It was the finale performance of the Toronto Symphony Orchestra's New Creations Festival opening night on Saturday and to be honest, the whole night threw me off guard.
America's leading British conductor, Benjamin Zander, is preparing to conduct what he believes to be England's greatest symphony, Elgar's First.
This equation is simple:a few minutes of discipline equals hours of comfort, pleasure, a lengthened lifespan, and less time spent on medical procedures.
Why bother? Because, for better or worse, the symphony remains the greatest technical and aesthetic challenge and resulting statement that a serious composer can attempt outside of opera.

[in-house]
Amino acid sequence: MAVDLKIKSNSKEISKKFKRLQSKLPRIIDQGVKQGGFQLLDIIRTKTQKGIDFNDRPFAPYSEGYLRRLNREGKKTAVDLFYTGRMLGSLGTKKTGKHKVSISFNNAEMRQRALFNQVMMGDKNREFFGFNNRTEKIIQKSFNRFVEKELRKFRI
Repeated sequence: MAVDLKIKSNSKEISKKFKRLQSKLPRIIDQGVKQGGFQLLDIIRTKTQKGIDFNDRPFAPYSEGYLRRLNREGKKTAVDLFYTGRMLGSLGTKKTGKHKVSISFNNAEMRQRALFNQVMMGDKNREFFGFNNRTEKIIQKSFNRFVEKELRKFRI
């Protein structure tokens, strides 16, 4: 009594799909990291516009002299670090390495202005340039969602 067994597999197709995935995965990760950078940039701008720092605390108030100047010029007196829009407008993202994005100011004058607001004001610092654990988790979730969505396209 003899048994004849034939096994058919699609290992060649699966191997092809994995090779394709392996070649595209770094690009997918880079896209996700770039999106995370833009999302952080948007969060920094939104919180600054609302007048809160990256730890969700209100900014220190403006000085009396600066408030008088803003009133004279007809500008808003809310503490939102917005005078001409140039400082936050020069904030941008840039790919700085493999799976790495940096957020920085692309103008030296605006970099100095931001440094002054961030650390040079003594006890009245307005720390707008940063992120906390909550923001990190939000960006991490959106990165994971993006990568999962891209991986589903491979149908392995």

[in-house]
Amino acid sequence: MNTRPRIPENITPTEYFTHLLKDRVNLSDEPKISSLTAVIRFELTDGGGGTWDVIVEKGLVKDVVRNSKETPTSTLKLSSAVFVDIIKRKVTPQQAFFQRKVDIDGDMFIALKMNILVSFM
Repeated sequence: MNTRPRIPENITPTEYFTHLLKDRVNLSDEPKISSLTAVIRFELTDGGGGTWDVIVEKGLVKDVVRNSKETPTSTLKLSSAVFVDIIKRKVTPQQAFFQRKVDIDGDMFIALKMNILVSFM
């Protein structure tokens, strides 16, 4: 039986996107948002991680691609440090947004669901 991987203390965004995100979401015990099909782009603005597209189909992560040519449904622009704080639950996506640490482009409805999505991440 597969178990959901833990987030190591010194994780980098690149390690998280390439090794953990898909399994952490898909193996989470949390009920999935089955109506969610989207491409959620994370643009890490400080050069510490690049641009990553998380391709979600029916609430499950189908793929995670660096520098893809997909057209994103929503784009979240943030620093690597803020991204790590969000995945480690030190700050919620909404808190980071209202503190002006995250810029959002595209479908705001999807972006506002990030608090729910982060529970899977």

There's nothing revolutionary about the plot to the show, but it stands apart from others like it thanks to a heightened sense of importance. That's due to the fact that the show is set in Paris after World War II, where there's a spring in people's step for the first time in a long time.